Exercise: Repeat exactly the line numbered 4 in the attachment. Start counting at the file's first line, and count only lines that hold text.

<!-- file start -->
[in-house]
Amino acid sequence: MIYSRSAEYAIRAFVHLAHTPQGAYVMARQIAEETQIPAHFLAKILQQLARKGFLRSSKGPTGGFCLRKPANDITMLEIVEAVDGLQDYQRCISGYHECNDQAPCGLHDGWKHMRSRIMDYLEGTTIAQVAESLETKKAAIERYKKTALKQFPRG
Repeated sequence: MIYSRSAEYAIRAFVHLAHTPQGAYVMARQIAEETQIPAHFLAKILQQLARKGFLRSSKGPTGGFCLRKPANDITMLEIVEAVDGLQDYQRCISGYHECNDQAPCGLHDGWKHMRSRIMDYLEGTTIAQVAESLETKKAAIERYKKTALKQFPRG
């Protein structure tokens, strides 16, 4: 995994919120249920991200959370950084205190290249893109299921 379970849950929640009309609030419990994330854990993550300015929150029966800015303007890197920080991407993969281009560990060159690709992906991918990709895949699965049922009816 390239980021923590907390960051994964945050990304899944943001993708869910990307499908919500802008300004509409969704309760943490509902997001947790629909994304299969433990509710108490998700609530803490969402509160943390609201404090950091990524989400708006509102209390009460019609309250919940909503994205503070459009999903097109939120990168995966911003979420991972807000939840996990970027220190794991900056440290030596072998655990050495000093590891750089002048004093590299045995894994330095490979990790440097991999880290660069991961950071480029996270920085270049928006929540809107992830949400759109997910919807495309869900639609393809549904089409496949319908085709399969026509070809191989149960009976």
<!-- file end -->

């Protein structure tokens, strides 16, 4: 995994919120249920991200959370950084205190290249893109299921 379970849950929640009309609030419990994330854990993550300015929150029966800015303007890197920080991407993969281009560990060159690709992906991918990709895949699965049922009816 390239980021923590907390960051994964945050990304899944943001993708869910990307499908919500802008300004509409969704309760943490509902997001947790629909994304299969433990509710108490998700609530803490969402509160943390609201404090950091990524989400708006509102209390009460019609309250919940909503994205503070459009999903097109939120990168995966911003979420991972807000939840996990970027220190794991900056440290030596072998655990050495000093590891750089002048004093590299045995894994330095490979990790440097991999880290660069991961950071480029996270920085270049928006929540809107992830949400759109997910919807495309869900639609393809549904089409496949319908085709399969026509070809191989149960009976």